Function Templates and Operator Overloading

std::cout << “Hello Readers!” << std::endl;
In this blog post I’m going to show you a short example of a function template by using a struct and operator overloading.

Function templates are blueprints of your function, it plugging-in the type that’s needed. Compiler generates the functions in compile time. The trick is if you use an operator, your type must support it! Otherwise, you have to overload that operator.

Right now let’s create a struct and use > and << operators for that struct. We’re a person individually, so let’s have a person struct with name and age attributes.

struct Person {
  std::string name;
  int age;
};

and create a template function named max 🙂

template <typename T>
T max(T a, T b){
  return (a > b) ? a : b;
};

max function will work with almost any type, almost because of some types, structs or classes doesn’t support operator >. If you try to get max of Person structs, your compiler will return you an error. What you got to do is to overload operator of >

struct Person {
  std::string name;
  int age;
  bool operator>(const Person &rhs) const{
    return this->age > rhs.age;
  }
};

It’s const, because we don’t want to modify them! In your main function:

  Person Muhammet{"Muhammet",28};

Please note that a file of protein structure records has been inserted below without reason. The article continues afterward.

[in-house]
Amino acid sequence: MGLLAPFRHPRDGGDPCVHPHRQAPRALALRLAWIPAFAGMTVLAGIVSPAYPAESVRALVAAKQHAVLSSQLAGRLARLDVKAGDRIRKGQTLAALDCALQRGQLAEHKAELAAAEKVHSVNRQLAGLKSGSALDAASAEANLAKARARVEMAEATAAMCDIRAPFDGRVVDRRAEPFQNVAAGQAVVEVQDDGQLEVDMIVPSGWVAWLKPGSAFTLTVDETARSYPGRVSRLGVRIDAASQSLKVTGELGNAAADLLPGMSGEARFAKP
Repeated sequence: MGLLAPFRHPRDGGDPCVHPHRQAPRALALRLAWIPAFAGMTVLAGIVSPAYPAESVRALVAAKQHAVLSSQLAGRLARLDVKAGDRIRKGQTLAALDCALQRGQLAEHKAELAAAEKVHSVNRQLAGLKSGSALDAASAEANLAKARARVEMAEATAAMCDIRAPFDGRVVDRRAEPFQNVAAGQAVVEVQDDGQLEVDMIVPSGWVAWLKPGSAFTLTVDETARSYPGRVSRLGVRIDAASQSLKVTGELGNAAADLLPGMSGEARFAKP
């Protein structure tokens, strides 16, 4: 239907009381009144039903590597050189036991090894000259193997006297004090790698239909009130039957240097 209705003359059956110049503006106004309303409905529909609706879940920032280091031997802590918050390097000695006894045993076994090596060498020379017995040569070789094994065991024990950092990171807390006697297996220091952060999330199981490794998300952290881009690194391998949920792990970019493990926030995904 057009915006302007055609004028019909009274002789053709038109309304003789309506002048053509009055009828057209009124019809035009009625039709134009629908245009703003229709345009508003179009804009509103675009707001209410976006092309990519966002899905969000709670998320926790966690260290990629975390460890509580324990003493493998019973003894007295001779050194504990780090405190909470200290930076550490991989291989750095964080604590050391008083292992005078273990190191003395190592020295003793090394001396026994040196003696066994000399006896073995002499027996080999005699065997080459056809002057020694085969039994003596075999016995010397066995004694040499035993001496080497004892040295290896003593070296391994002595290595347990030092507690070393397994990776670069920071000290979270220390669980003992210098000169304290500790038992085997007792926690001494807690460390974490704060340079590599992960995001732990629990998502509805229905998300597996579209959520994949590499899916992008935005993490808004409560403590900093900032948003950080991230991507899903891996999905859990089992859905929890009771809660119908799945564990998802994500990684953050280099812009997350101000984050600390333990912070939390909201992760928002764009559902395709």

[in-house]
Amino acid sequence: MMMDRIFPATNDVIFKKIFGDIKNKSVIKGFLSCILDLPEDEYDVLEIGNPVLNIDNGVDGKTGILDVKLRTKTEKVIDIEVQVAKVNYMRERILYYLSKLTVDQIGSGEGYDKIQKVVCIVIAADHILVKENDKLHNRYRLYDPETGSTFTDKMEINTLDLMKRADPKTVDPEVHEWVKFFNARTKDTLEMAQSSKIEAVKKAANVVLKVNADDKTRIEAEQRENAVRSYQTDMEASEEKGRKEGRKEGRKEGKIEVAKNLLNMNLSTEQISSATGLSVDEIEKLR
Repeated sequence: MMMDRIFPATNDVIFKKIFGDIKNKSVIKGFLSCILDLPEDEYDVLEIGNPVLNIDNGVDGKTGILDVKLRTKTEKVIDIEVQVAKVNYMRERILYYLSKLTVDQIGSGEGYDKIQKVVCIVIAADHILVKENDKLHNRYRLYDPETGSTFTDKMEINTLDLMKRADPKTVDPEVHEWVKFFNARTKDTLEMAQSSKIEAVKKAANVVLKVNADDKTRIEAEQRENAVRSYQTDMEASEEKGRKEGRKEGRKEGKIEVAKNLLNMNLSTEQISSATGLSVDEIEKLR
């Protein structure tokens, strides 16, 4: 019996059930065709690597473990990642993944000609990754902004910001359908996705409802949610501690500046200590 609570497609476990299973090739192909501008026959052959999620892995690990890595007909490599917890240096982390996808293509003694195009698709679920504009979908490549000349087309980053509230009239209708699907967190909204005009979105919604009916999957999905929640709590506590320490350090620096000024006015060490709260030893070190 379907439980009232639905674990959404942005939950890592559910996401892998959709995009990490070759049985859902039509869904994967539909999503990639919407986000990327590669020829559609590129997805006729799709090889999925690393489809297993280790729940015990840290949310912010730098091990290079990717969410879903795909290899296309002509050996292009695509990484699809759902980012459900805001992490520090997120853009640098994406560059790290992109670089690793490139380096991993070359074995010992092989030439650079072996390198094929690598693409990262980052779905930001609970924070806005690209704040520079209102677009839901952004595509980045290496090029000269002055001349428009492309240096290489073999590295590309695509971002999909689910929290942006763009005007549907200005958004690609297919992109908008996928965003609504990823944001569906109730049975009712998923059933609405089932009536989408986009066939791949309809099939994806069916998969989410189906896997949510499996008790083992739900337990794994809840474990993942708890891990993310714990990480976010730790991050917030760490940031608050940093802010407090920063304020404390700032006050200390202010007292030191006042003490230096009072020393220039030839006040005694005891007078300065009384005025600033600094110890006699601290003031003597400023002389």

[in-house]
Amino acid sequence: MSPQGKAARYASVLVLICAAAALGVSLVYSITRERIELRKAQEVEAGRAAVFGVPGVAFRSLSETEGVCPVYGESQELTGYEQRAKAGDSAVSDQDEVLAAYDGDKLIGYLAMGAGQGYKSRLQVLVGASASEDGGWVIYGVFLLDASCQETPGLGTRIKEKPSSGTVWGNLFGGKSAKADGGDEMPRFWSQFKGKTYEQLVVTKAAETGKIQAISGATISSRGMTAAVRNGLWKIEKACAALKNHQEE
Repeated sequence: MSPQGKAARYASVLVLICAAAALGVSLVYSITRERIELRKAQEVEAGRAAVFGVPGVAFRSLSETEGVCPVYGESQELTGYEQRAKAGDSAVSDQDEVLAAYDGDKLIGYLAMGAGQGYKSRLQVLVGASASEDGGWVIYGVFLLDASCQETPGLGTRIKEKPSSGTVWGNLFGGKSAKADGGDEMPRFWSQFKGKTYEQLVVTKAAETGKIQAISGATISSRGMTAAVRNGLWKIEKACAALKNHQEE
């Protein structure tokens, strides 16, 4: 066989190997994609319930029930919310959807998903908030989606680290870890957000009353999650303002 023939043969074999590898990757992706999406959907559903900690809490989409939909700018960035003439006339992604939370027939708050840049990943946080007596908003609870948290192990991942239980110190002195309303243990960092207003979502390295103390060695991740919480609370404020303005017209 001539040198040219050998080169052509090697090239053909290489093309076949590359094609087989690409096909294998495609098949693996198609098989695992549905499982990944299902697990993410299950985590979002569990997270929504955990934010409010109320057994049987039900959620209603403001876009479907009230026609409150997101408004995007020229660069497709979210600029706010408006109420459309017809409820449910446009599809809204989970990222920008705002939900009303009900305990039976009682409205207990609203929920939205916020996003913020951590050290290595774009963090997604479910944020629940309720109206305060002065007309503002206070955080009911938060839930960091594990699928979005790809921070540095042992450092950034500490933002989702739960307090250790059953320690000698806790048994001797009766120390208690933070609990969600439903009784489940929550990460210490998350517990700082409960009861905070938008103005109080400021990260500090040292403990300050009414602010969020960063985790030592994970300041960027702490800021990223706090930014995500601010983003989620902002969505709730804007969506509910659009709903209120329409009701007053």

Person Adrian{"Adrian",35};
  Person OldDude = max(Muhammet,Adrian);
  std::cout << OldDude.name << "is older" << std::endl;

Let’s create a display function with 2 different types:

template <typename T1, typename T2>
void display(T1 a, T2 b){
  std::cout << a << " " << b << std::endl;
};

And let’s try to display Person and an integer value in your main:

std::cout << Muhammet << std::endl;
display(Muhammet,20);

You’ll get an error, no suprise 🙂 Your compiler is about to return something like this:

error: no match for ‘operator<<’ (operand types are ‘std::ostream {aka std::basic_ostream}’ and ‘Person’)
std::cout << a << ” ” << b << std::endl;

,Compiler expects stream and Person for insertion operator. In this case a is a Person and there’s no overloaded insertion operator for Person. What we have got to do, overload an insertion operator for Person of course 🙂 We don’t need a friend public, because everything is public in here.

std::ostream &operator<<(std::ostream &os, const Person &p){
    os << p.name;
    return os;
}

Finally, here is full length of example code. Hope it’ll work for you:

#include <iostream>

struct Person {
  std::string name;
  int age;
  bool operator>(const Person &rhs) const{
    return this->age > rhs.age;
  }
};

template <typename T>
T max(T a, T b){
  return (a > b) ? a : b;
};

template <typename T1, typename T2>
void display(T1 a, T2 b){
  std::cout << a << " " << b << std::endl;
};

std::ostream &operator<<(std::ostream &os, const Person &p){
    os << p.name;
    return os;
}

int main()
{
    Person Muhammet{"Muhammet",28};
    Person Adrian{"Adrian",30};
    Person oldDude = max(Muhammet,Adrian);

    std::cout << oldDude.name <<" is older!" << std::endl;

    display(Muhammet,20);
    return 0;
}

Edit: I noticed that my Syntax Highlighter plugin has issues with operators displaying in post so I’ve uploaded my main.cpp, if you want to download!

You may also like...

Leave a Reply

Your email address will not be published. Required fields are marked *